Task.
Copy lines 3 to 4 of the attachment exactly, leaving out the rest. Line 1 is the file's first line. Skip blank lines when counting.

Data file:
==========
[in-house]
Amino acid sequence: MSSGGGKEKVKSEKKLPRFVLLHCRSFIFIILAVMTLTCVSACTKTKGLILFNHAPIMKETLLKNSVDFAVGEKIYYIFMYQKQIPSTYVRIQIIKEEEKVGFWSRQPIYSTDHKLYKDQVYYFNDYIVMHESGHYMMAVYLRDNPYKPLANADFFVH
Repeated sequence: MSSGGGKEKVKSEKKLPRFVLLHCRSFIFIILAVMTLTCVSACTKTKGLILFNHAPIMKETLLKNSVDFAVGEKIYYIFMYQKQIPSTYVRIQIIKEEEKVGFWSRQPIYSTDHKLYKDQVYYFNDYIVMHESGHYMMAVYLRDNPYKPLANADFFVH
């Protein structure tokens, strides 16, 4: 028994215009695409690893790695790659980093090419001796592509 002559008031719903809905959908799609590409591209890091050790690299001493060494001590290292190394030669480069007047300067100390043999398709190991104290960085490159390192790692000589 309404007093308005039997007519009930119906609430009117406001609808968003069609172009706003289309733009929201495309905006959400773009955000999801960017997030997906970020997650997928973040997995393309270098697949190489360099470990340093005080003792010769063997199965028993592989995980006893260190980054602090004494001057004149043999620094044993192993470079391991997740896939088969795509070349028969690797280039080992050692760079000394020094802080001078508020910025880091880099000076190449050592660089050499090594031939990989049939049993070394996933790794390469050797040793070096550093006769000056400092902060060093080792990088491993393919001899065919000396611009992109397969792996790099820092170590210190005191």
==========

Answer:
Repeated sequence: MSSGGGKEKVKSEKKLPRFVLLHCRSFIFIILAVMTLTCVSACTKTKGLILFNHAPIMKETLLKNSVDFAVGEKIYYIFMYQKQIPSTYVRIQIIKEEEKVGFWSRQPIYSTDHKLYKDQVYYFNDYIVMHESGHYMMAVYLRDNPYKPLANADFFVH
């Protein structure tokens, strides 16, 4: 028994215009695409690893790695790659980093090419001796592509 002559008031719903809905959908799609590409591209890091050790690299001493060494001590290292190394030669480069007047300067100390043999398709190991104290960085490159390192790692000589 309404007093308005039997007519009930119906609430009117406001609808968003069609172009706003289309733009929201495309905006959400773009955000999801960017997030997906970020997650997928973040997995393309270098697949190489360099470990340093005080003792010769063997199965028993592989995980006893260190980054602090004494001057004149043999620094044993192993470079391991997740896939088969795509070349028969690797280039080992050692760079000394020094802080001078508020910025880091880099000076190449050592660089050499090594031939990989049939049993070394996933790794390469050797040793070096550093006769000056400092902060060093080792990088491993393919001899065919000396611009992109397969792996790099820092170590210190005191």